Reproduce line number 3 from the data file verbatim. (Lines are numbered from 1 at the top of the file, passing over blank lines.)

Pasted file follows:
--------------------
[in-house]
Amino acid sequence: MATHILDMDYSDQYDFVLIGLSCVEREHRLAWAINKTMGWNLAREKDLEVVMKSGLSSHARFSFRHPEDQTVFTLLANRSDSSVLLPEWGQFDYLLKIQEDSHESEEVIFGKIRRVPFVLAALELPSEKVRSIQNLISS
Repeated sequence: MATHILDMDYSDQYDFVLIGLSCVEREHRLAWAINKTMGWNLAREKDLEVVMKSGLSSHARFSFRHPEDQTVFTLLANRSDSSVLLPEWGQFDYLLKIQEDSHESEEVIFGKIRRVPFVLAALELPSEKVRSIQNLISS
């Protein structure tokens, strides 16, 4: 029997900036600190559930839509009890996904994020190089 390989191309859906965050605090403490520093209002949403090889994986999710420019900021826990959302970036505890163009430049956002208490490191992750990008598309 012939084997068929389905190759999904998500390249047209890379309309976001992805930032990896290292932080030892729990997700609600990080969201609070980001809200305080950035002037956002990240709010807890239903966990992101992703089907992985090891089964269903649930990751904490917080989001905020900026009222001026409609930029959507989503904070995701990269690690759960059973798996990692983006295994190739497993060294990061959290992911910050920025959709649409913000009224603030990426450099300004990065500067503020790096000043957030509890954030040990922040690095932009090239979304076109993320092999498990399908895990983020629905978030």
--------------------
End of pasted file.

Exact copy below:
Repeated sequence: MATHILDMDYSDQYDFVLIGLSCVEREHRLAWAINKTMGWNLAREKDLEVVMKSGLSSHARFSFRHPEDQTVFTLLANRSDSSVLLPEWGQFDYLLKIQEDSHESEEVIFGKIRRVPFVLAALELPSEKVRSIQNLISS